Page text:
Domestic violence, including economic abuse, is a global problem with far-reaching implications for women. Economic abuse occurs when an intimate partner deprives or threatens to deny their partner access to, and control of, financial and economic resources. Emerging evidence indicates that women in sub-Saharan Africa, including Ghana, experience high levels of economic abuse, and that it takes many forms. Notwithstanding, academic research on this topic remains scant, and very few studies document women’s lived experiences with economic abuse.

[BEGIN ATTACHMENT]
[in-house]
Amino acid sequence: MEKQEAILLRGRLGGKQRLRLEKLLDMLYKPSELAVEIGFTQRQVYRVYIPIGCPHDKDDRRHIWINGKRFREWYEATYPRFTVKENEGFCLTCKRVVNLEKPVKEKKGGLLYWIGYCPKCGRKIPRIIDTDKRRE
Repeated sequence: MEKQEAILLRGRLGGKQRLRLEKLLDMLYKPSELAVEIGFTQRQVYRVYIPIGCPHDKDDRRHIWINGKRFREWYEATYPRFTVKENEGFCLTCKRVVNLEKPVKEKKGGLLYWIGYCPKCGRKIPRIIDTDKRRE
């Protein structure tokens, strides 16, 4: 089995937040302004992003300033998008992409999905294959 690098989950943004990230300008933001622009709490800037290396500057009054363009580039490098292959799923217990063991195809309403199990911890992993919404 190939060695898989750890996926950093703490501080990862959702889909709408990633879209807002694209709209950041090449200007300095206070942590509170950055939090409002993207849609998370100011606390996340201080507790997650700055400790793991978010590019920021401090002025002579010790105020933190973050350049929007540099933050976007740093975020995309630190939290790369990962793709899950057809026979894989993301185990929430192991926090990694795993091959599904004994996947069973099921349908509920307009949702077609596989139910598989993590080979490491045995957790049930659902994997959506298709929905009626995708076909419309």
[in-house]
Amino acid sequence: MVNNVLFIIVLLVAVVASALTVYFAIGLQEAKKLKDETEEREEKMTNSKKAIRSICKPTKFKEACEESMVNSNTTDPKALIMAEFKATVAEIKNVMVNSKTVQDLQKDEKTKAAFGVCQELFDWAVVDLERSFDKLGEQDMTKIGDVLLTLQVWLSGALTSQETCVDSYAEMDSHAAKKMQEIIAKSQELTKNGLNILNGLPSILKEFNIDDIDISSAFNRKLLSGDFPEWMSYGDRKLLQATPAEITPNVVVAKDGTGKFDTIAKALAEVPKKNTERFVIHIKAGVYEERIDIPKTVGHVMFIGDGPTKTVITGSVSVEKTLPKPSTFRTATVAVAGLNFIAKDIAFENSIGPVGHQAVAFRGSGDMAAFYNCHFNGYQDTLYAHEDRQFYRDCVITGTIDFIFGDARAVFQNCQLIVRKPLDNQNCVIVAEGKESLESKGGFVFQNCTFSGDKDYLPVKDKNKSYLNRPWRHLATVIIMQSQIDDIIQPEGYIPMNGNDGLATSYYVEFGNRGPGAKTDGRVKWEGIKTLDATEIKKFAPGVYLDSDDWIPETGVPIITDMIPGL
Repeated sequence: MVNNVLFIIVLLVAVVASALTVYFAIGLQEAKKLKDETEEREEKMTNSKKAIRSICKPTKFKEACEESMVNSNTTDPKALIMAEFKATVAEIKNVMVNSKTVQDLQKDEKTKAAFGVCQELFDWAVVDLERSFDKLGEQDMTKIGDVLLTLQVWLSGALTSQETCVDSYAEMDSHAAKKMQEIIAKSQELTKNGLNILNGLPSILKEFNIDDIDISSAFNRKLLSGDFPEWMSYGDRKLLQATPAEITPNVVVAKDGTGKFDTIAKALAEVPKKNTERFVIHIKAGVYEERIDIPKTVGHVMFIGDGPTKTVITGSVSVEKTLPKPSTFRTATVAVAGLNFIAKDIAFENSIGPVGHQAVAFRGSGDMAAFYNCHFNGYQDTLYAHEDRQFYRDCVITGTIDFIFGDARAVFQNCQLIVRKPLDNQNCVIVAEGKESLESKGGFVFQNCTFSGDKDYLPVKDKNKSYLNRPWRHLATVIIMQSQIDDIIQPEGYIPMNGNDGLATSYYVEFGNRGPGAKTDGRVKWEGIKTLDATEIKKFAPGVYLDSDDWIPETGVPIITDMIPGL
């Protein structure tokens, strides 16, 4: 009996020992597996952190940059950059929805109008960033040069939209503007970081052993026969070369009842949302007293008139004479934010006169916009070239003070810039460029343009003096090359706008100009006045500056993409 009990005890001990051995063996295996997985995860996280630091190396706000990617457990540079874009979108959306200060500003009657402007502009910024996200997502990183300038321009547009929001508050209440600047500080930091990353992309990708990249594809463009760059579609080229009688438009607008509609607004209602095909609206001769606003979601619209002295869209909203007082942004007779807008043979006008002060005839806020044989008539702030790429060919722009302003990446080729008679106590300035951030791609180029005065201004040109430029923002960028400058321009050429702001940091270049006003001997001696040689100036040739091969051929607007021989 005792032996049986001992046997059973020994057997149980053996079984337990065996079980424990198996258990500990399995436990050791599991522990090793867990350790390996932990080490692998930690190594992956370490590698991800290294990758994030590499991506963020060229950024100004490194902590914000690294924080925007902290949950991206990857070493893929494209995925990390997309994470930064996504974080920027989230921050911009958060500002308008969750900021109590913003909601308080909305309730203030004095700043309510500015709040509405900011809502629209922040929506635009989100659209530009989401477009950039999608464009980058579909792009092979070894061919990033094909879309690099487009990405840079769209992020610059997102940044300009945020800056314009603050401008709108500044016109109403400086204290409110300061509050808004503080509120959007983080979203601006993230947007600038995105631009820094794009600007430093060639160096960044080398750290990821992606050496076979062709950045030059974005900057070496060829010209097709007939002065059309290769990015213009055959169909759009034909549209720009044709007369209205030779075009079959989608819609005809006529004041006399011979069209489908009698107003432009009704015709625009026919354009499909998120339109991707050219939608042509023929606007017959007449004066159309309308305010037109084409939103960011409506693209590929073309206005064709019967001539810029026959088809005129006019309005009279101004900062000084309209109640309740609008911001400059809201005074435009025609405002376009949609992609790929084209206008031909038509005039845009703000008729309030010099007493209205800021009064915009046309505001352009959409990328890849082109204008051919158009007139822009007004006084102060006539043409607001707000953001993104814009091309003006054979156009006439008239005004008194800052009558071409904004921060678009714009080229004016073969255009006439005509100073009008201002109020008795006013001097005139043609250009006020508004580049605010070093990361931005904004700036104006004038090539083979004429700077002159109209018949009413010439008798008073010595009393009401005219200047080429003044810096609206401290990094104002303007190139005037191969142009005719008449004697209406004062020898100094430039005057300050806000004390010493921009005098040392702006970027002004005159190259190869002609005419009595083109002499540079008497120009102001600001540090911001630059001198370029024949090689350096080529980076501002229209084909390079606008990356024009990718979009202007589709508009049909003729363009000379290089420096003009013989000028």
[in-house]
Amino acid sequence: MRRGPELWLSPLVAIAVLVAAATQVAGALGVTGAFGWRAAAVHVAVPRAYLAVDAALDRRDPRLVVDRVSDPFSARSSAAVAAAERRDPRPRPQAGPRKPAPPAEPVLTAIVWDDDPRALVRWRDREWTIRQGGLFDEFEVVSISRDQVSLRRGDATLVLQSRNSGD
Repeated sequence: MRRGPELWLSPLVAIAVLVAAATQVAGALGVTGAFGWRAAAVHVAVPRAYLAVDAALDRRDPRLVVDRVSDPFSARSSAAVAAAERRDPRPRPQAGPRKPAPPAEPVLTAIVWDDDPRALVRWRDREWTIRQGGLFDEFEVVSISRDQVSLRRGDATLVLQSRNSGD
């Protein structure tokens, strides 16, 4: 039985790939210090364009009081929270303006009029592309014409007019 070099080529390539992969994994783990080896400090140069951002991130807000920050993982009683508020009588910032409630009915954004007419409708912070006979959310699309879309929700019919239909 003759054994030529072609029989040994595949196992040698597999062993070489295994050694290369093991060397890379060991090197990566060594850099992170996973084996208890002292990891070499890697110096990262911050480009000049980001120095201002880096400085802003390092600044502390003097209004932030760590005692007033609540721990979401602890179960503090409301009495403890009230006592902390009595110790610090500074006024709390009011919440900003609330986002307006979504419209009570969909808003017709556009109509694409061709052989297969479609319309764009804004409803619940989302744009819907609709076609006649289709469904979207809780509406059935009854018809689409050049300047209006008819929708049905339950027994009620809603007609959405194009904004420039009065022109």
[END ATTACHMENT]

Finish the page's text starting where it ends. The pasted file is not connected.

This study used in-depth interviews to explore the causes of economic abuse among 16 women in the Greater Accra, Ashanti, and the Upper East regions of Ghana.
Results indicate that economic abuse is a common experience for Ghanaian women. Women narrated experiences of economic exploitation, deprivation, and sabotage. While some women had had their employment sabotaged by their male partners, others had experienced financial extortion by their partners. Husbands’ extramarital affairs, lack of interest in the family or apathy, alcohol use, jealousy, and some socio-cultural factors were major causes of these types of abuse.
Policymakers need to implement programmes that educate women on the causes of economic abuse and empower them to be economically and financially self-sufficient.